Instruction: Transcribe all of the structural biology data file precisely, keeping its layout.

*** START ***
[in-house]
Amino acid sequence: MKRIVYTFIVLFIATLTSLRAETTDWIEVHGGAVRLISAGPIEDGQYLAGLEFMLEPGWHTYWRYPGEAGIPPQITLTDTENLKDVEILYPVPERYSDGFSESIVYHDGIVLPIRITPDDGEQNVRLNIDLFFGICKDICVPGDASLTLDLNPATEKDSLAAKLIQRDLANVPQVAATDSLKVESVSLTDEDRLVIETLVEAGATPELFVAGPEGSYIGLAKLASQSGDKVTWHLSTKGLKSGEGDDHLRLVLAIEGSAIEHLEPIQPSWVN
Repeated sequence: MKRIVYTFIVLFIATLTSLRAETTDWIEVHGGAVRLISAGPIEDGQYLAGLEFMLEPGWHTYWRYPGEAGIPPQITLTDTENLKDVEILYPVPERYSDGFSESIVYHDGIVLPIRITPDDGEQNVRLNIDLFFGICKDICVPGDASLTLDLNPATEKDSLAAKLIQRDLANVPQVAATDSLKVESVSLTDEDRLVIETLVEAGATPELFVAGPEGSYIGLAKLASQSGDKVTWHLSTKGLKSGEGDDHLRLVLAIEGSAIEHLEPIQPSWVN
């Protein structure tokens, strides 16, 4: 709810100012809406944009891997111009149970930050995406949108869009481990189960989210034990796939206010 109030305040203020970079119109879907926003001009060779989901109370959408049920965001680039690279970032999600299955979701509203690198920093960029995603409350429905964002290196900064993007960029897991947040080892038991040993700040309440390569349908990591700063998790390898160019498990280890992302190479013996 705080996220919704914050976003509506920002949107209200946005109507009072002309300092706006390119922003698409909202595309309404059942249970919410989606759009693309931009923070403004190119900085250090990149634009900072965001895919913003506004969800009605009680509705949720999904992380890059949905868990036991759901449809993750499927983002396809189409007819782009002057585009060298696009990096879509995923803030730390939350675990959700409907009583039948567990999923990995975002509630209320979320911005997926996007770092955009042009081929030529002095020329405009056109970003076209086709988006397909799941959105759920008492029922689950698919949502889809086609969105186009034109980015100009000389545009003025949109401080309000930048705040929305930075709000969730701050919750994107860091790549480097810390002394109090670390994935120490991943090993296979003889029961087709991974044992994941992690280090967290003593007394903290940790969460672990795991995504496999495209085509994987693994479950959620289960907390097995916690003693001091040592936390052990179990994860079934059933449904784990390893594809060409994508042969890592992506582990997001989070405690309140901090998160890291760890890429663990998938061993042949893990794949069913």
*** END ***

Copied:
[in-house]
Amino acid sequence: MKRIVYTFIVLFIATLTSLRAETTDWIEVHGGAVRLISAGPIEDGQYLAGLEFMLEPGWHTYWRYPGEAGIPPQITLTDTENLKDVEILYPVPERYSDGFSESIVYHDGIVLPIRITPDDGEQNVRLNIDLFFGICKDICVPGDASLTLDLNPATEKDSLAAKLIQRDLANVPQVAATDSLKVESVSLTDEDRLVIETLVEAGATPELFVAGPEGSYIGLAKLASQSGDKVTWHLSTKGLKSGEGDDHLRLVLAIEGSAIEHLEPIQPSWVN
Repeated sequence: MKRIVYTFIVLFIATLTSLRAETTDWIEVHGGAVRLISAGPIEDGQYLAGLEFMLEPGWHTYWRYPGEAGIPPQITLTDTENLKDVEILYPVPERYSDGFSESIVYHDGIVLPIRITPDDGEQNVRLNIDLFFGICKDICVPGDASLTLDLNPATEKDSLAAKLIQRDLANVPQVAATDSLKVESVSLTDEDRLVIETLVEAGATPELFVAGPEGSYIGLAKLASQSGDKVTWHLSTKGLKSGEGDDHLRLVLAIEGSAIEHLEPIQPSWVN
């Protein structure tokens, strides 16, 4: 709810100012809406944009891997111009149970930050995406949108869009481990189960989210034990796939206010 109030305040203020970079119109879907926003001009060779989901109370959408049920965001680039690279970032999600299955979701509203690198920093960029995603409350429905964002290196900064993007960029897991947040080892038991040993700040309440390569349908990591700063998790390898160019498990280890992302190479013996 705080996220919704914050976003509506920002949107209200946005109507009072002309300092706006390119922003698409909202595309309404059942249970919410989606759009693309931009923070403004190119900085250090990149634009900072965001895919913003506004969800009605009680509705949720999904992380890059949905868990036991759901449809993750499927983002396809189409007819782009002057585009060298696009990096879509995923803030730390939350675990959700409907009583039948567990999923990995975002509630209320979320911005997926996007770092955009042009081929030529002095020329405009056109970003076209086709988006397909799941959105759920008492029922689950698919949502889809086609969105186009034109980015100009000389545009003025949109401080309000930048705040929305930075709000969730701050919750994107860091790549480097810390002394109090670390994935120490991943090993296979003889029961087709991974044992994941992690280090967290003593007394903290940790969460672990795991995504496999495209085509994987693994479950959620289960907390097995916690003693001091040592936390052990179990994860079934059933449904784990390893594809060409994508042969890592992506582990997001989070405690309140901090998160890291760890890429663990998938061993042949893990794949069913």